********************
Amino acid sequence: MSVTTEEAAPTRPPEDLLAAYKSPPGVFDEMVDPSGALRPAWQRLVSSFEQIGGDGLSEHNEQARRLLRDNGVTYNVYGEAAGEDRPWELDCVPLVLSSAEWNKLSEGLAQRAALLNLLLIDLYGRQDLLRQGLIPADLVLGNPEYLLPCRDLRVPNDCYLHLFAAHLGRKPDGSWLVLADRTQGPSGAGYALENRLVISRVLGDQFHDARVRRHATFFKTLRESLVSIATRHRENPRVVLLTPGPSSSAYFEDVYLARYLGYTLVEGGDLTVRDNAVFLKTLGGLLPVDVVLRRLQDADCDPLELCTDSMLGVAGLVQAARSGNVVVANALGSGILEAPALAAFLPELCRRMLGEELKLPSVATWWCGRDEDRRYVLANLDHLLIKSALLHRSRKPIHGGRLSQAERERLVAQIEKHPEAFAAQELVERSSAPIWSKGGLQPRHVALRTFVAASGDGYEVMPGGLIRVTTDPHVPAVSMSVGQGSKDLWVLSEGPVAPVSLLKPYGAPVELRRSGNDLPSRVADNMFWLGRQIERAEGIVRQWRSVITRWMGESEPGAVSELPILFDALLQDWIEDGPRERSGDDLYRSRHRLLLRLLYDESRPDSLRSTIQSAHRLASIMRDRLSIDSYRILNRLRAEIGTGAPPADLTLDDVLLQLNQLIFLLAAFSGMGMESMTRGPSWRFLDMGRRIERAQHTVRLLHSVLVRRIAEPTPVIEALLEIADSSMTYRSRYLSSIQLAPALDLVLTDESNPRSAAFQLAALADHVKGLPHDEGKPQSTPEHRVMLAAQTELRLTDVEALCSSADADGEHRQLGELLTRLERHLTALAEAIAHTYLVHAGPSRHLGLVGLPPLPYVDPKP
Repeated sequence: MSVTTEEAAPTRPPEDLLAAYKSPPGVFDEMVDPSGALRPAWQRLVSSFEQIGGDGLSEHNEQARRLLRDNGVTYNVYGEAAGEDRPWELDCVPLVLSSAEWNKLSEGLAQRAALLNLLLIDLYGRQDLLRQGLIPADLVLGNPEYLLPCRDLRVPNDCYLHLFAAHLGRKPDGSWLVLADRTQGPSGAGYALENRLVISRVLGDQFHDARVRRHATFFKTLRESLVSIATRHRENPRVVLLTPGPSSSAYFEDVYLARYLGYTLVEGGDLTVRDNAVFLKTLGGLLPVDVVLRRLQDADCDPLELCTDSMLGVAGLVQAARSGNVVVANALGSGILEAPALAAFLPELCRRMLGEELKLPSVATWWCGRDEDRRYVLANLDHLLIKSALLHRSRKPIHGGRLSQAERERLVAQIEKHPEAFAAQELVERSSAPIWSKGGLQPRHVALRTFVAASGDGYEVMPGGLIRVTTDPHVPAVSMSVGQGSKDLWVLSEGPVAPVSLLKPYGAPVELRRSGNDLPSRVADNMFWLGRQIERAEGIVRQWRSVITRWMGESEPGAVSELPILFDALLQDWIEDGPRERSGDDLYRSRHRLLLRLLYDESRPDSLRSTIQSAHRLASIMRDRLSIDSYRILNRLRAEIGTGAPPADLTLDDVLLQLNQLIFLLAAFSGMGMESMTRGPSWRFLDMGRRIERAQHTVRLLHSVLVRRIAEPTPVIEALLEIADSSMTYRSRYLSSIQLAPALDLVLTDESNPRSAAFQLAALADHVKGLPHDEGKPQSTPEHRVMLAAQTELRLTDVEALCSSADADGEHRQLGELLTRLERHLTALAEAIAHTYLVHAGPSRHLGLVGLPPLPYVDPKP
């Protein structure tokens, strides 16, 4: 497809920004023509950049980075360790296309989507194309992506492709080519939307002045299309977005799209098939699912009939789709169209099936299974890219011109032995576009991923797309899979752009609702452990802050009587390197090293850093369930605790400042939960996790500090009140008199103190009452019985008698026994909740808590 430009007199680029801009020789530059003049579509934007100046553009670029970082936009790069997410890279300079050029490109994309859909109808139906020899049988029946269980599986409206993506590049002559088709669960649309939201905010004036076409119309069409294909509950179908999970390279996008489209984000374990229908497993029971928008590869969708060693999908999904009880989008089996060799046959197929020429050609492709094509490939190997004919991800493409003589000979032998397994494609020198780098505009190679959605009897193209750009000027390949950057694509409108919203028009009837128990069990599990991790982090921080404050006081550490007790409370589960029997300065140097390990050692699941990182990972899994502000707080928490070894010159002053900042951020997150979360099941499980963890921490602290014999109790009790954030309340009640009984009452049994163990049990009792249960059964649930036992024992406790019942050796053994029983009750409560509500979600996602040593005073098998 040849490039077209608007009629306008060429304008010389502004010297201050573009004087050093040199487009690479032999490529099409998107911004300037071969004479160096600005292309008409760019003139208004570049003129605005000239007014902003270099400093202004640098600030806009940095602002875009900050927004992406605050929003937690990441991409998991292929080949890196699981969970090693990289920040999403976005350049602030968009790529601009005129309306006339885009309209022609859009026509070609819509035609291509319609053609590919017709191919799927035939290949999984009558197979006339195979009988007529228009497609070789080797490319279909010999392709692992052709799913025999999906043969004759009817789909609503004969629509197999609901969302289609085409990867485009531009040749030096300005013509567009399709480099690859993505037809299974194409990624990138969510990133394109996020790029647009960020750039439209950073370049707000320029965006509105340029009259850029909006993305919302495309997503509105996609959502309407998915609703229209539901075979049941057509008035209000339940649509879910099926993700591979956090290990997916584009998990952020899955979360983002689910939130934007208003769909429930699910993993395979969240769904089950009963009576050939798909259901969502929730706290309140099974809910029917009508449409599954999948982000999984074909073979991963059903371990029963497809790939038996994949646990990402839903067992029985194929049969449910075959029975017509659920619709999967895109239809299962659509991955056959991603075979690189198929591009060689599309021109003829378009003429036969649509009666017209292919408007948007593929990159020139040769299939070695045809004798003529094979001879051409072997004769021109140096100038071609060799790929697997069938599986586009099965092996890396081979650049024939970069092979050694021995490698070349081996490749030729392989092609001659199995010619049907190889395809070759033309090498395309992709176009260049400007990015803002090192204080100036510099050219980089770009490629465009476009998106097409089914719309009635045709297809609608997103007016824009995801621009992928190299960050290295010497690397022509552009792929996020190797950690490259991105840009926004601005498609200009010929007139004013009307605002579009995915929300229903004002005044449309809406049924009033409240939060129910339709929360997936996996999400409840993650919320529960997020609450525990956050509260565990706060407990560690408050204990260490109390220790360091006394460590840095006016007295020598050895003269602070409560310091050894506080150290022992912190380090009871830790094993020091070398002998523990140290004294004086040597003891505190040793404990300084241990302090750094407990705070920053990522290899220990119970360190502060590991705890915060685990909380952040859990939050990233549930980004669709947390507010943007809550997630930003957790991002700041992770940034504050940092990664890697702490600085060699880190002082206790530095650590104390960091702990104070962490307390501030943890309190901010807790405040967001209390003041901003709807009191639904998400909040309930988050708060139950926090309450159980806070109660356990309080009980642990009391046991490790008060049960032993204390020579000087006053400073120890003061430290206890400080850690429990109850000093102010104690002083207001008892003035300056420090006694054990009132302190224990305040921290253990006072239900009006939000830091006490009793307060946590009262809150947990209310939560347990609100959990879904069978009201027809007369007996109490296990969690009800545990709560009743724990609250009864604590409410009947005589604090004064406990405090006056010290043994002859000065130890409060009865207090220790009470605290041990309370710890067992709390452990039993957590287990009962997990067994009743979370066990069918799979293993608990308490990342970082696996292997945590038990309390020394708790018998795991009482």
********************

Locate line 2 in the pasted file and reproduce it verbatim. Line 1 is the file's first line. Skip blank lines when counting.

Repeated sequence: MSVTTEEAAPTRPPEDLLAAYKSPPGVFDEMVDPSGALRPAWQRLVSSFEQIGGDGLSEHNEQARRLLRDNGVTYNVYGEAAGEDRPWELDCVPLVLSSAEWNKLSEGLAQRAALLNLLLIDLYGRQDLLRQGLIPADLVLGNPEYLLPCRDLRVPNDCYLHLFAAHLGRKPDGSWLVLADRTQGPSGAGYALENRLVISRVLGDQFHDARVRRHATFFKTLRESLVSIATRHRENPRVVLLTPGPSSSAYFEDVYLARYLGYTLVEGGDLTVRDNAVFLKTLGGLLPVDVVLRRLQDADCDPLELCTDSMLGVAGLVQAARSGNVVVANALGSGILEAPALAAFLPELCRRMLGEELKLPSVATWWCGRDEDRRYVLANLDHLLIKSALLHRSRKPIHGGRLSQAERERLVAQIEKHPEAFAAQELVERSSAPIWSKGGLQPRHVALRTFVAASGDGYEVMPGGLIRVTTDPHVPAVSMSVGQGSKDLWVLSEGPVAPVSLLKPYGAPVELRRSGNDLPSRVADNMFWLGRQIERAEGIVRQWRSVITRWMGESEPGAVSELPILFDALLQDWIEDGPRERSGDDLYRSRHRLLLRLLYDESRPDSLRSTIQSAHRLASIMRDRLSIDSYRILNRLRAEIGTGAPPADLTLDDVLLQLNQLIFLLAAFSGMGMESMTRGPSWRFLDMGRRIERAQHTVRLLHSVLVRRIAEPTPVIEALLEIADSSMTYRSRYLSSIQLAPALDLVLTDESNPRSAAFQLAALADHVKGLPHDEGKPQSTPEHRVMLAAQTELRLTDVEALCSSADADGEHRQLGELLTRLERHLTALAEAIAHTYLVHAGPSRHLGLVGLPPLPYVDPKP